Last week, I met a real Jew. She sat alone, just outside Budapest’s Dohany Street Synagogue. I had come to marvel at the synagogue’s famed architectural grandeur, never suspecting that a more powerful grandeur of the spirit quietly awaited me nearby.

The Dohany Street Synagogue is listed as a “must see” in every Budapest tourist guidebook. Built in 1859, its Moorish revival style transports the visitor to a past that can never be recaptured, to a time before the Holocaust when Hungary’s nearly one million strong Jewish community was one of the most vibrant in the world.

As the cemetery just beyond the synagogue attests, the Holocaust brought that community to a crashing halt. The eye eerily takes in the date of death on each and every gravestone as 1944 or 1945, the years during which the Nazis occupied Hungary, and commandeered the Dohany Street Synagogue as a deportation center to Auschwitz and other camps. Adolph Eichmann engineered the destruction of Hungary’s Jews from an office behind the rose window in the women’s gallery.

Inside the Dohany Street Synagogue

Inside the Dohany Street Synagogue

Despite everything, Budapest’s much-diminished Jewish community struggles on even today, but is and will remain a fractured shell of its former self. The Dohany Street Synagogue, however, is as beautiful as ever, and with space for 3,000 worshippers, maintains its place as the world’s second largest synagogue, yielding in size only to the Belz Synagogue in Jerusalem.

Just outside the synagogue, Lucy presides over a modest kiosk crammed with handcrafted Judaica and souvenirs. Now an elderly Holocaust survivor, Lucy had a sister, once. But that was ages ago, when Lucy was a little girl. Lucy’s sister never stopped being a little girl. For the Nazis shot her.

But Lucy endures – despite the Nazis, despite the Communists who followed, despite every hardship that has fallen into her life. She comes to her kiosk outside the synagogue each day, surviving in her later years on the modest proceeds of whatever she manages to sell.

Knowing of Lucy’s precarious financial condition and her history, I made a point after visiting the synagogue to stop by her kiosk. I found an attractive, hand-painted Birkat Ha-Bayit (Blessing for the Home) that I was sure would make a nice gift for someone.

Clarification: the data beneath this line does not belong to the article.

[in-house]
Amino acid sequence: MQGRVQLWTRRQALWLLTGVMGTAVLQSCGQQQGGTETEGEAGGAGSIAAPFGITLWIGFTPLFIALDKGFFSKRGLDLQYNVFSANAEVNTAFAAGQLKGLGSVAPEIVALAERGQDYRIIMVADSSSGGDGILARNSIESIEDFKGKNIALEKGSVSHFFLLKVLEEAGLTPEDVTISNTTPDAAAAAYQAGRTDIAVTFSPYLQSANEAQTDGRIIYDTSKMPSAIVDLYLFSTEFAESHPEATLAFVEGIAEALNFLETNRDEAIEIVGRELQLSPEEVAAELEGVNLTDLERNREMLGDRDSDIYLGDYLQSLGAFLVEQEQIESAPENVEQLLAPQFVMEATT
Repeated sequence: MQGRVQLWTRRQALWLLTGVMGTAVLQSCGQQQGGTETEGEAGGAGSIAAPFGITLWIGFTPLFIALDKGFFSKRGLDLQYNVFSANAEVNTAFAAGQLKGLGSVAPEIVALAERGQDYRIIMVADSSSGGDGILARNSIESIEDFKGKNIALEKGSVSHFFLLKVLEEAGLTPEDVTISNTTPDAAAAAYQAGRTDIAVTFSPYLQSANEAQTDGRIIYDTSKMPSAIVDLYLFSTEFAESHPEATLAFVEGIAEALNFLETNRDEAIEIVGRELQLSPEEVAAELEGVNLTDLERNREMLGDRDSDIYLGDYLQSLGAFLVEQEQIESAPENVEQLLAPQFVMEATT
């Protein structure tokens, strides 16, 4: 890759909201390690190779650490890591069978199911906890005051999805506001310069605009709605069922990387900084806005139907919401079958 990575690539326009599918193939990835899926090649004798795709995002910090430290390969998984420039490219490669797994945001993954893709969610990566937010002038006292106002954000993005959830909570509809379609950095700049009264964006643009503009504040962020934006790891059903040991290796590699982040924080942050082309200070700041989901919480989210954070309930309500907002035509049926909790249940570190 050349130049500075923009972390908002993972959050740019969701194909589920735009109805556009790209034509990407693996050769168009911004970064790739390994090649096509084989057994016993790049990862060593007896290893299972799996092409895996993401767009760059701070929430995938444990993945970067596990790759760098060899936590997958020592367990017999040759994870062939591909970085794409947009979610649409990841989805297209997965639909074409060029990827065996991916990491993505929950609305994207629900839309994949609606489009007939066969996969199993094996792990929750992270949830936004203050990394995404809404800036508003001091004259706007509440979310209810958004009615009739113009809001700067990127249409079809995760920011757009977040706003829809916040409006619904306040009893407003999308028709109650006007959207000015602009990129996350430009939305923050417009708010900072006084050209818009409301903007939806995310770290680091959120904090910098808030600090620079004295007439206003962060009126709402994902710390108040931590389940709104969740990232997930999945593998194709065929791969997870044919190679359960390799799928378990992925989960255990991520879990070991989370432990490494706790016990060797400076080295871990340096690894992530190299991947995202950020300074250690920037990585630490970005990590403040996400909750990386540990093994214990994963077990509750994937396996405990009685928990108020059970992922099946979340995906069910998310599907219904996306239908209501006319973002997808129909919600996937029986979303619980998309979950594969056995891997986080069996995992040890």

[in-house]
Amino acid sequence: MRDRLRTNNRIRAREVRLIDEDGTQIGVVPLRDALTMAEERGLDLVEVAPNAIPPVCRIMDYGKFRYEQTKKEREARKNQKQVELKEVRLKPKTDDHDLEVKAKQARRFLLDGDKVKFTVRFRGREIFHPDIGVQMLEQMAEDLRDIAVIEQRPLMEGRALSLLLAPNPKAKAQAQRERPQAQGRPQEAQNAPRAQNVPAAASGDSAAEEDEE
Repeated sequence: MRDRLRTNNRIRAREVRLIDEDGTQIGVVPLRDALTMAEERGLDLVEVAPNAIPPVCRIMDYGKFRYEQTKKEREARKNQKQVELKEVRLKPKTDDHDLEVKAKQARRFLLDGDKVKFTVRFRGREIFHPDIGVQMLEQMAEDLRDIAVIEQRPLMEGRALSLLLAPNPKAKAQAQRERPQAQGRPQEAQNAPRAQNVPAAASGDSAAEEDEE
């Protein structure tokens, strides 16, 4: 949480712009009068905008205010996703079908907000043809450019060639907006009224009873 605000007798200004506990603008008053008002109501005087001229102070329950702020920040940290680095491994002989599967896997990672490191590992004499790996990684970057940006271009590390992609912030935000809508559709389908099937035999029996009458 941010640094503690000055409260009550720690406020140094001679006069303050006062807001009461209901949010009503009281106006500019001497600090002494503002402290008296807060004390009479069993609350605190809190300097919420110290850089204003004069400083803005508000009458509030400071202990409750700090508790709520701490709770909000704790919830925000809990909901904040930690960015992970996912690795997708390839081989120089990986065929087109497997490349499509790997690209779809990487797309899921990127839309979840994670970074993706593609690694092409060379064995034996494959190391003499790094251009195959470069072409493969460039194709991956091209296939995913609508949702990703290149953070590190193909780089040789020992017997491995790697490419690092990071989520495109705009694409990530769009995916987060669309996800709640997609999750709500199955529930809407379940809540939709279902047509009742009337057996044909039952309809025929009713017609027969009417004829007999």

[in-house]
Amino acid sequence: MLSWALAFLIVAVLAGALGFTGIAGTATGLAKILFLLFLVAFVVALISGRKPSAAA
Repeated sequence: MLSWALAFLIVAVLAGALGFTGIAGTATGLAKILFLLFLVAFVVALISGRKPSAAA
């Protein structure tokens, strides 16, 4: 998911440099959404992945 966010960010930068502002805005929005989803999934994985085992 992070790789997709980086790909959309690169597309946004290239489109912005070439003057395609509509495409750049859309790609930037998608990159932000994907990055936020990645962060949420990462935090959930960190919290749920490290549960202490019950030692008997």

Entrance to the Dohany Street Synagogue - Lucy's kiosk is to the left

Entrance to the Dohany Street Synagogue – Lucy’s kiosk is to the left

I handed Lucy my Euros. Since she didn’t have Euros, she busily calculated how much change to return to me in Hungarian florints (about $3 worth, it turned out). She needs the money much more than I do, I thought. “Just keep the change,” I told her.

Lucy looked up at me, expressionless, and very deliberately placed the Hungarian Florints in my hand. “No. Please give it for tzedakah.”

Tzedakah – the Hebrew word that is commonly, and incorrectly, translated as “charity.” But tzedakah isn’t about charity. Deriving from the Hebrew word for “justice” or “righteousness,” tzedakah is not about spontaneous acts of generosity, but rather about the obligation to use our resources to make the world as it should be.

Lucy wouldn’t take my charity, as much as she could have used the money. Having witnessed and experienced far more injustice than should be endured in one lifetime, Lucy wouldn’t take a florint more from me than the price she had listed. Anyone would understand a person in Lucy’s position feeling sorry for herself. Instead, she asked that I take my money and go help others.

We live in a time when some in our community are handed Judaism on a silver platter with day school, Jewish summer camp and every Jewish convenience known to mankind, and at the end of it still can’t quite get why it all matters. We live in a time when others in our community are given little of Jewish value, but then devote their energies to whining about Judaism and making excuses rather than actually trying to grow as Jews. And tragically, we live in a time when even some who hold the title of “rabbi” and hold themselves up as pillars of the community have been caught in scandals ranging from identity impersonation to money laundering to sexual abuse.

When I see the headlines and read the studies and statistics, I sometimes want to weep. But then I meet someone like Lucy. Someone who has every right to be bitter and alienated and angry, and yet is none of those things – instead, simply a gentle Jewish soul who with the most humble of gestures is trying to right the world.

Beyond much of the nonsense that passes for serious conversation about Jewish issues, beyond our constant shouting at each other over trivialities, beyond the disappointments, the confusion, the scandals, even the criminal activity – beyond all of that, our role as Jews is no more and no less than to spend every waking moment trying to right the world. In every act. In every gesture. Even in the smallest of ways.

That is what real Jews do. That is what we all must do.